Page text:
Brown Recluse Spider Bite
Brown Recluse Spider Bite
What is a brown recluse spider?
Brown recluse, violin, or fiddleback ( Loxosceles) spiders are about 0.5 in. (1.3 cm) long with a dark violin-shaped mark on the combined head and midsection (cephalothorax). They are found most often in the south-central part of the United States and live in hot, dry, abandoned areas, such as wood or rock piles.
See a picture of a brown recluse spider.
What are the symptoms?
Brown recluse spider bites don't always hurt right away. In fact, you may not know that you have been bitten until other symptoms appear. Symptoms of a brown recluse spider bite include:
- Reddened skin that may be followed by a blister that forms at the bite site.
- Mild to intense pain and itching for 2 to 8 hours following the bite.
- An open sore (ulcer) with a breakdown of tissue (necrosis) that develops a week or more following the bite. This may take months to heal.
Some people have a severe, systemic (whole-body) reaction to brown recluse spider bites, including the rapid destruction of red blood cells and anemia (hemolytic anemia). Signs and symptoms include:
- Fever and chills.
- Skin rash all over the body with many tiny, flat purple and red spots.
- Nausea or vomiting.
- Joint pain.
What should I do if a brown recluse spider bites me?
If you think you have been bitten by a brown recluse spider:
- Remain calm. Too much excitement or movement will increase the flow of venom into the blood.
- Apply a cool, wet cloth to the bite, or cover the bite with a cloth and apply an ice bag.
- Do not apply a tourniquet. It may cause more harm than benefit.
- Try to positively identify the spider or catch it to confirm its type.
A brown recluse bite can be serious and may require immediate medical care. Call a doctor if:
- You have severe symptoms throughout your body.
- An open sore and necrosis develop. Necrosis is black, dead tissue.
How is a brown recluse spider bite diagnosed?
A brown recluse spider bite is diagnosed through a physical examination and questions about the bite. You should be prepared to describe the spider, where and when the bite took place, and what you were doing at the time. (If you are able to safely capture and transport the spider, bring it with you to show your doctor.) Your doctor will ask what your main symptoms are, when they began, and how they have developed, progressed, or changed since the bite.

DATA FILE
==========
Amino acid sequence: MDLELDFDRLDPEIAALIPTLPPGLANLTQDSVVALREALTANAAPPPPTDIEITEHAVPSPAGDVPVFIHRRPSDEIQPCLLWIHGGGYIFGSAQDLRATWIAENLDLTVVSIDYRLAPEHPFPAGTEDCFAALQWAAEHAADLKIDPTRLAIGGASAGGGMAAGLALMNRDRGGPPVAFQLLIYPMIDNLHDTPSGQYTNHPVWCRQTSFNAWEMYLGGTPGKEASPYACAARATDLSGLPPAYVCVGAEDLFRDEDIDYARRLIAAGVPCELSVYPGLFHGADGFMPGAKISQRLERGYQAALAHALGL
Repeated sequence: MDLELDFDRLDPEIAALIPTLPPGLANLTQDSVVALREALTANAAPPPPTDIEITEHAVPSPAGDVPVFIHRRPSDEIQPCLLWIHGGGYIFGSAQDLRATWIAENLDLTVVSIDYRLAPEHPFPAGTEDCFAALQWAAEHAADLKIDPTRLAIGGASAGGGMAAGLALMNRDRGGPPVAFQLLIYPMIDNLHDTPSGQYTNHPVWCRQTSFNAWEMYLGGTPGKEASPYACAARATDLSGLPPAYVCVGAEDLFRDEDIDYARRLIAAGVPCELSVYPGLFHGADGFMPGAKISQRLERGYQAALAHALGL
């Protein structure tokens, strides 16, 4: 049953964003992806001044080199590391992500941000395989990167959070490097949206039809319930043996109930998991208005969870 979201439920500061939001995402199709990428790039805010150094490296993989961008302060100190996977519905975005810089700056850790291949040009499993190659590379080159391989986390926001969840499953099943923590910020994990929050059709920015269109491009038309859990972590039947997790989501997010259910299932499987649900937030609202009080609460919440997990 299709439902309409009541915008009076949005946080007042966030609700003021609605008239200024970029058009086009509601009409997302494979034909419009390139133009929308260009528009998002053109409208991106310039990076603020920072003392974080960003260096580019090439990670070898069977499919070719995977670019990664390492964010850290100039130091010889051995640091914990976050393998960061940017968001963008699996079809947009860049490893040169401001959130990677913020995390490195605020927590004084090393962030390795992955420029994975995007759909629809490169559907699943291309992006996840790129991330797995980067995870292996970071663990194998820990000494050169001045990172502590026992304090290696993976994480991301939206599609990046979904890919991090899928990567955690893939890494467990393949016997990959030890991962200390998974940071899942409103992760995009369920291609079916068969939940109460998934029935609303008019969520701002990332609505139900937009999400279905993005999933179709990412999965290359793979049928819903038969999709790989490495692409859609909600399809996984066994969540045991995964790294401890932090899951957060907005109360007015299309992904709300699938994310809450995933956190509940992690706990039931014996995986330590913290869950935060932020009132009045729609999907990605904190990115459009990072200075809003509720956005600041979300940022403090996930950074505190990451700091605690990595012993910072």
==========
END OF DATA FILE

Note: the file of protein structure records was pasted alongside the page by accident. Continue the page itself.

How is it treated?
Medicine to counteract brown recluse spider venom is not available in the United States or Canada. Treatment depends on how severe the bite is. For bites that:
- Do not develop open sores, treatment includes applying a cold compress, elevating the bite area, and avoiding moving the bite area.
- Cause an open sore (ulcer) and dead skin (necrosis), treatment includes removing the dead skin from the sore. This may involve follow-up and replacing the dead skin with new skin (skin grafts).
Hyperbaric oxygen therapy may also be used for tissue damage from a spider bite.
Medicines that may be used include:
- Pain medicine, such as acetaminophen(Tylenol) or nonsteroidal anti-inflammatory drugs (NSAIDs). NSAIDs include naproxen (Aleve) and ibuprofen (Advil, Motrin). Be safe with medicines. Read and follow all instructions on the label. Do not give aspirin to anyone younger than 20 because of the risk of Reye syndrome.
- Antihistamines, such as a nondrowsy one like loratadine (Claritin) or one that might make you sleepy like diphenhydramine (Benadryl), to relieve itching.
- Antibiotics, if an infection is present.
ByHealthwise StaffPrimary Medical Reviewer William H. Blahd, Jr., MD, FACEP - Emergency Medicine Adam Husney, MD - Family Medicine Kathleen Romito, MD - Family Medicine E. Gregory Thompson, MD - Internal Medicine Specialist Medical Reviewer H. Michael O'Connor, MD, MMEd, FRCPC - Emergency Medicine
Current as ofNovember 20, 2017
Current as of:
November 20, 2017